The premise is intriguing - Rilke, an auctioneer, is called in to clear the house of a recently deceased man. His sister insists that it must be done very quickly. In the locked attic, he finds a mass of erotica and some photographs suggestive of a long-ago murder, and decides to investigate himself.

The investigation has its moments, although it is very patchy, and punctuated by unrelated incidents. There is a great deal of gratuitous homosexual sex of the most casual nature. The first instance tells us something about Rilke, and in one encounter we are aware of his fantasies, but the rest feels superfluous. There is also a violent encounter with a supposed friend who tries to kill him in a bout of religious fervour, which has nothing to do with the plot.

Sadly, the climactic moment of the book occurs elsewhere, and we only see the aftermath, which feels rather as if we popped out to make a cup of tea during a TV show and returned to find the credits rolling. Then the ending gives us a great deal of exposition, which feels curiously flat.

The writing is very heavy on supposedly colourful description, which often seems to substitute for action, and the Glaswegian dialect often feels rather uneasy, as if the writer has sprinkled it on for effect. There is a good story somewhere in the background here. If it had been brought to the fore and supported by more action and better pacing, and less absorption in homoerotica, this could have been a much more readable book.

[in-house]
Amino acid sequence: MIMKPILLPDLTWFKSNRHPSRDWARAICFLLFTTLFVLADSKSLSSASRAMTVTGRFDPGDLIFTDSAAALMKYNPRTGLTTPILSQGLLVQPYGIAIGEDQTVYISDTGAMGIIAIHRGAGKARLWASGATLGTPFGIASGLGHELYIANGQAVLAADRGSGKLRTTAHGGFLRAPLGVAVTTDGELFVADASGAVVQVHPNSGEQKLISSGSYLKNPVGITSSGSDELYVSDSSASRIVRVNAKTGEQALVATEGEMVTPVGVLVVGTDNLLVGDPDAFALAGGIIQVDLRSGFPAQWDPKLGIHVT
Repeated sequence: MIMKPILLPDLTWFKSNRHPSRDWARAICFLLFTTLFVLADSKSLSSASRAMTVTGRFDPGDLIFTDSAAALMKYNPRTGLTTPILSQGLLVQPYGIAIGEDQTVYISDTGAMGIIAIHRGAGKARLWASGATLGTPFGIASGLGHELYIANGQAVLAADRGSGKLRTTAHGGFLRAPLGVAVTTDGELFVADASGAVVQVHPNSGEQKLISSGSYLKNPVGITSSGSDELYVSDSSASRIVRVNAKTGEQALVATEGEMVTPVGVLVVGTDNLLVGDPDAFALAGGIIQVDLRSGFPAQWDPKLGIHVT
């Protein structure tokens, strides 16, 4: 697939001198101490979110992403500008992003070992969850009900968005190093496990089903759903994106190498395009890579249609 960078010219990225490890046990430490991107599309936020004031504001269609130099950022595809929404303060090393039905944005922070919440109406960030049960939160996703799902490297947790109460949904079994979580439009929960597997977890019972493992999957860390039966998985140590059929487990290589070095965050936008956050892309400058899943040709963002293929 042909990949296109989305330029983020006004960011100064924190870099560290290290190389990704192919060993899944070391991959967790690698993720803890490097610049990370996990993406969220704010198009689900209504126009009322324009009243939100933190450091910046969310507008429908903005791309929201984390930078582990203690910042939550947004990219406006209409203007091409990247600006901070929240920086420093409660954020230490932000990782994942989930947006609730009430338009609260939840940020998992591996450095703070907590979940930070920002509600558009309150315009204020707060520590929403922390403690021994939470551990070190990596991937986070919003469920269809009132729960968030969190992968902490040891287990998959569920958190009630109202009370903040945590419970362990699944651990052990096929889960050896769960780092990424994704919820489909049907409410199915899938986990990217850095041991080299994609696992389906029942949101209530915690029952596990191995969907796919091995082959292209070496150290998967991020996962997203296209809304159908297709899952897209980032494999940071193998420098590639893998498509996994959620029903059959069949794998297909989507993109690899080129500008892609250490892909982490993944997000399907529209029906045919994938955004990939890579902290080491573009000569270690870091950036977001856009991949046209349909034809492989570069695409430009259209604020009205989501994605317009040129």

Profile Image for Ape.
1,694 reviews36 followers
June 20, 2012
I read this in a day, it was such a cracking, addictive read. I'm going to have to keep an eye open for her other books.

Set in Glasgow, this tale takes you into the underbelly of auction houses, antiques and the world of drugs and pornography. The narrator is an auctioner, Rilke, who is hired by an eldery woman to clear her recently deceased brother's town house (full of expensive antiques) in a third of the usual time, with a request that Rilke destroys everything in her brother's private study up in the attic. During his first assesment of this room, he finds a large collection of what I suppose you'd call literary pornography, and a collection of photographs depicting sado-sexual scenes, and what appears to be a sequence of snuff photographs. But are they staged fakes, or did it really happen? Rilke, who seems to be a bit of a mess himself, gets drawn into an obsession with these photographs, trying to find out the truth, without possibily getting anywhere, but in the process uncovering a lot more nasty things....
Displaying 1 - 30 of 331 reviews

Join the discussion

Can't find what you're looking for?

Get help and learn more about the design.